One of the highlights of is the hospital and ambulatory surgery center comparison tool which presents data on over 150 medical conditions and procedures. It allows consumers to compare hospitals for quality of care and patient satisfaction. The data comes directly from Florida hospitals and allows consumers to look at the number of hospitalizations for particular medical conditions and procedures; range of charges; as well as rates for infections and complications, mortality, and readmissions.  Information is also provided on various conditions and procedures specific to the pediatric population, which provides parents with a valuable resource when preparing for a child’s hospital stay. For Florida ambulatory surgery centers the data includes the number of visits and range of charges. 

Physician Volume

This feature on the website looks at physician volume for five procedures performed by doctors in Florida hospitals. The procedures include total hip and total knee replacement, angioplasty, spinal fusion and coronary artery bypass graft. This will help you compare the experience surgeons have with these particular surgeries. Additional procedures that look at physician volume will be added in the future.

Other Comparison Tools

Additional comparison tools on look at assisted living facilities, nursing homes, health plans, home health agencies, and prescription drug prices. This website provides retail pricing information for 150 of the most commonly prescribed drugs in Florida along with their available generic brands. The prices reflect what an uninsured consumer with no discount or supplemental plan would normally pay for a prescription.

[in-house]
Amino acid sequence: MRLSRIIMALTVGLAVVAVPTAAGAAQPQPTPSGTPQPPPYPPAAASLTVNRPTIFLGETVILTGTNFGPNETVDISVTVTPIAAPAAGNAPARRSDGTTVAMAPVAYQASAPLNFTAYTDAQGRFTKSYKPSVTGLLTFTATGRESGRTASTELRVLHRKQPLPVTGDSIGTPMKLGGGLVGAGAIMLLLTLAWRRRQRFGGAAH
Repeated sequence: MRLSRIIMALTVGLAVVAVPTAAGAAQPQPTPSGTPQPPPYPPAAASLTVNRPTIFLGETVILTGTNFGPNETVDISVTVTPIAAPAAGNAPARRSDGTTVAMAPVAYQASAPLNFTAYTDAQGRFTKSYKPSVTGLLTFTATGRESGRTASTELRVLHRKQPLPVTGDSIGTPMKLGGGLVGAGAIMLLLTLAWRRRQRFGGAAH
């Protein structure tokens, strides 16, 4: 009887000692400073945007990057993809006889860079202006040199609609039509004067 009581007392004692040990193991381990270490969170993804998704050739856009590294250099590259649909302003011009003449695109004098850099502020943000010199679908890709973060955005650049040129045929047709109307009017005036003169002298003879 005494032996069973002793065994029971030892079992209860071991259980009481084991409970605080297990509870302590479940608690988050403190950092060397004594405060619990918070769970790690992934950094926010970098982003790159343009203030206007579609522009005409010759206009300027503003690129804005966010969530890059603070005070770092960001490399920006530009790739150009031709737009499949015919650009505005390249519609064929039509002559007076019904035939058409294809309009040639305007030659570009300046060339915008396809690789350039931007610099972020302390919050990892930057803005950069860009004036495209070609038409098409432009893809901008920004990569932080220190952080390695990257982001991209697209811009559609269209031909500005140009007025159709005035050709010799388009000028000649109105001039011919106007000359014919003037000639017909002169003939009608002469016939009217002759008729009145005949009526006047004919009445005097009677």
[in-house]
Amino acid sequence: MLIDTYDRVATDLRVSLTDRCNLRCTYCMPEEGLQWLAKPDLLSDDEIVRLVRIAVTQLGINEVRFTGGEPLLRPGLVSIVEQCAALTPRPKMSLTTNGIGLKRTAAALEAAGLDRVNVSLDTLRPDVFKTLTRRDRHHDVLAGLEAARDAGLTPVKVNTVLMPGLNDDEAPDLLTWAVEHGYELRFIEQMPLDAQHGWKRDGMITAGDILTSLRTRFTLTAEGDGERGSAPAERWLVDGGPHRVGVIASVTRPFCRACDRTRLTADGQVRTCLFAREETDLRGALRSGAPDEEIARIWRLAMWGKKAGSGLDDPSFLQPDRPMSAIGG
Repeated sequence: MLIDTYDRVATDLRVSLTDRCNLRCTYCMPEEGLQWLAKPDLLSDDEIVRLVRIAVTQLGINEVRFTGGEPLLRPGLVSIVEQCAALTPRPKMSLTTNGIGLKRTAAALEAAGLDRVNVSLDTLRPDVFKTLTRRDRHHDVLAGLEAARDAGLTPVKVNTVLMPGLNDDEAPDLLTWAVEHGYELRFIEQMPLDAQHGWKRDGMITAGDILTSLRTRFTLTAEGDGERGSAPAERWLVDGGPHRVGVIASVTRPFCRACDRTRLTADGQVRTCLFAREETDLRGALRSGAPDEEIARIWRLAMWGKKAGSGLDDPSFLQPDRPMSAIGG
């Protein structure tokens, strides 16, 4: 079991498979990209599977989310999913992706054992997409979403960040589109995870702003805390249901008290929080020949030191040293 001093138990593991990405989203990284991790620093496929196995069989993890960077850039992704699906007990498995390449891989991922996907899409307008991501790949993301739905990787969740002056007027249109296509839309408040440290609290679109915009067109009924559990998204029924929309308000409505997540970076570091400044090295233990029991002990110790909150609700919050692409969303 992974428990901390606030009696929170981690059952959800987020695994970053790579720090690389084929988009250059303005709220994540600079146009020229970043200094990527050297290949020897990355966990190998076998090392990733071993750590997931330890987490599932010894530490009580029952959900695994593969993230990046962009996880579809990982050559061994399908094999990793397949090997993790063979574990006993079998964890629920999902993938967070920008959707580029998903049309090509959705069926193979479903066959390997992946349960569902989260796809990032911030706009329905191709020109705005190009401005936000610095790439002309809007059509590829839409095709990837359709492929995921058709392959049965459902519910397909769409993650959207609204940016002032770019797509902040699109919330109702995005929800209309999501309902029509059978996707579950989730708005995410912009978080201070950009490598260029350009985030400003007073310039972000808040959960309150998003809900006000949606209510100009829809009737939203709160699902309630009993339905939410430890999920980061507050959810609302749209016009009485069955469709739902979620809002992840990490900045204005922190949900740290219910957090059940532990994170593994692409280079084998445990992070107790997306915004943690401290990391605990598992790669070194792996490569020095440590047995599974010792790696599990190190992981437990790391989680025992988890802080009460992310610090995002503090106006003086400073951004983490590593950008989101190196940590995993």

Patient’s Bill of Rights and Responsibilities

Click here to view a summary of the Patient’s Bill of Rights and Responsibilities set by Florida statute.

If You Have a Complaint

If you are not satisfied with the service you are receiving while in the hospital speak with your doctor, the director of nursing, the patient advocate, or ask the staff who you can talk to about your concern.

If you think the hospital may have violated the law relating to your care, you can file a complaint with the Agency for Health Care Administration, while you are in the hospital or after your discharge. To file a complaint, call the toll-free number (888) 419-3456 or file it online at .

To file a complaint against health care providers licensed by any state agency, including AHCA, you may utilize the Florida Health Care Complaint Portal.

To file a complaint against a doctor, or other health care professional, call the Department of Health’s toll-free number (877) 425-8852 or visit .

Additional Consumer Guides Include:

Note: This is not designed to offer medical or legal advice. Please talk with your doctor for medical advice and an attorney for legal advice.

Information is current as of May 2017.

This may be copied for public use. Please credit the Agency for Health Care Administration for its creation.

If you have comments or suggestions, call (850) 412-3750.